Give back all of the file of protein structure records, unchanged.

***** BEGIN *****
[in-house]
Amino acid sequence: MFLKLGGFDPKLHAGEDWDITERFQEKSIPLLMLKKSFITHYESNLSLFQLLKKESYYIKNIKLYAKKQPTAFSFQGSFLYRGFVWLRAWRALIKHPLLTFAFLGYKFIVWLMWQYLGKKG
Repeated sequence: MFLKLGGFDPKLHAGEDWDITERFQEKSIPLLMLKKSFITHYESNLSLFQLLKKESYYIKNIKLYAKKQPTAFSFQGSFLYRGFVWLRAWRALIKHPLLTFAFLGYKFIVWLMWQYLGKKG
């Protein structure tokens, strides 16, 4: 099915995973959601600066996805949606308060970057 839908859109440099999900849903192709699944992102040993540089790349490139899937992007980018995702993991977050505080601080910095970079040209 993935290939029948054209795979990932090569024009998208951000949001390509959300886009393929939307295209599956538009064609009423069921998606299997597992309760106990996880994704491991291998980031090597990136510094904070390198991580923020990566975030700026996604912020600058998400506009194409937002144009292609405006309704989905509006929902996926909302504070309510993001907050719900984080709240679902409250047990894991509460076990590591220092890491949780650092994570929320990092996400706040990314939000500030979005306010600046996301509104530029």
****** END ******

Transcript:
[in-house]
Amino acid sequence: MFLKLGGFDPKLHAGEDWDITERFQEKSIPLLMLKKSFITHYESNLSLFQLLKKESYYIKNIKLYAKKQPTAFSFQGSFLYRGFVWLRAWRALIKHPLLTFAFLGYKFIVWLMWQYLGKKG
Repeated sequence: MFLKLGGFDPKLHAGEDWDITERFQEKSIPLLMLKKSFITHYESNLSLFQLLKKESYYIKNIKLYAKKQPTAFSFQGSFLYRGFVWLRAWRALIKHPLLTFAFLGYKFIVWLMWQYLGKKG
């Protein structure tokens, strides 16, 4: 099915995973959601600066996805949606308060970057 839908859109440099999900849903192709699944992102040993540089790349490139899937992007980018995702993991977050505080601080910095970079040209 993935290939029948054209795979990932090569024009998208951000949001390509959300886009393929939307295209599956538009064609009423069921998606299997597992309760106990996880994704491991291998980031090597990136510094904070390198991580923020990566975030700026996604912020600058998400506009194409937002144009292609405006309704989905509006929902996926909302504070309510993001907050719900984080709240679902409250047990894991509460076990590591220092890491949780650092994570929320990092996400706040990314939000500030979005306010600046996301509104530029």